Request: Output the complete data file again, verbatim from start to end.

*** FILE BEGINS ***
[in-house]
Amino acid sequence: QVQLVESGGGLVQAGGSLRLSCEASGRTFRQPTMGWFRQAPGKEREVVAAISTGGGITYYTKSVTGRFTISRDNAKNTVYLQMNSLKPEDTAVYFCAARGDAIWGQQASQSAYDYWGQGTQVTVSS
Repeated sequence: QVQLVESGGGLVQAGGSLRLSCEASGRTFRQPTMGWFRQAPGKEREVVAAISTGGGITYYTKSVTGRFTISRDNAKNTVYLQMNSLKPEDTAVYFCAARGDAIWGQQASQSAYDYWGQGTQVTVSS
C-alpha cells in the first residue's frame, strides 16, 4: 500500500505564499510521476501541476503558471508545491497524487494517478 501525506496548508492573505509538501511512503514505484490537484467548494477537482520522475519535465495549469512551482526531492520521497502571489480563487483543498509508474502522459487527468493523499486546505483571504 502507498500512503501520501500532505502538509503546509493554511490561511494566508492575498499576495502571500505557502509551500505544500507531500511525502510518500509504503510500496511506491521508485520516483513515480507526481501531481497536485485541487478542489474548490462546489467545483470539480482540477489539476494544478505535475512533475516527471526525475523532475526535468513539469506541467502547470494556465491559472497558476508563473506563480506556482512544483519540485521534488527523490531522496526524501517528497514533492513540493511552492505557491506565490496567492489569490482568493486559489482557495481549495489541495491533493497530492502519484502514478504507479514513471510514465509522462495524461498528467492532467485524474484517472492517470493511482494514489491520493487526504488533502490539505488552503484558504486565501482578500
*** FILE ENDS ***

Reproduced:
[in-house]
Amino acid sequence: QVQLVESGGGLVQAGGSLRLSCEASGRTFRQPTMGWFRQAPGKEREVVAAISTGGGITYYTKSVTGRFTISRDNAKNTVYLQMNSLKPEDTAVYFCAARGDAIWGQQASQSAYDYWGQGTQVTVSS
Repeated sequence: QVQLVESGGGLVQAGGSLRLSCEASGRTFRQPTMGWFRQAPGKEREVVAAISTGGGITYYTKSVTGRFTISRDNAKNTVYLQMNSLKPEDTAVYFCAARGDAIWGQQASQSAYDYWGQGTQVTVSS
C-alpha cells in the first residue's frame, strides 16, 4: 500500500505564499510521476501541476503558471508545491497524487494517478 501525506496548508492573505509538501511512503514505484490537484467548494477537482520522475519535465495549469512551482526531492520521497502571489480563487483543498509508474502522459487527468493523499486546505483571504 502507498500512503501520501500532505502538509503546509493554511490561511494566508492575498499576495502571500505557502509551500505544500507531500511525502510518500509504503510500496511506491521508485520516483513515480507526481501531481497536485485541487478542489474548490462546489467545483470539480482540477489539476494544478505535475512533475516527471526525475523532475526535468513539469506541467502547470494556465491559472497558476508563473506563480506556482512544483519540485521534488527523490531522496526524501517528497514533492513540493511552492505557491506565490496567492489569490482568493486559489482557495481549495489541495491533493497530492502519484502514478504507479514513471510514465509522462495524461498528467492532467485524474484517472492517470493511482494514489491520493487526504488533502490539505488552503484558504486565501482578500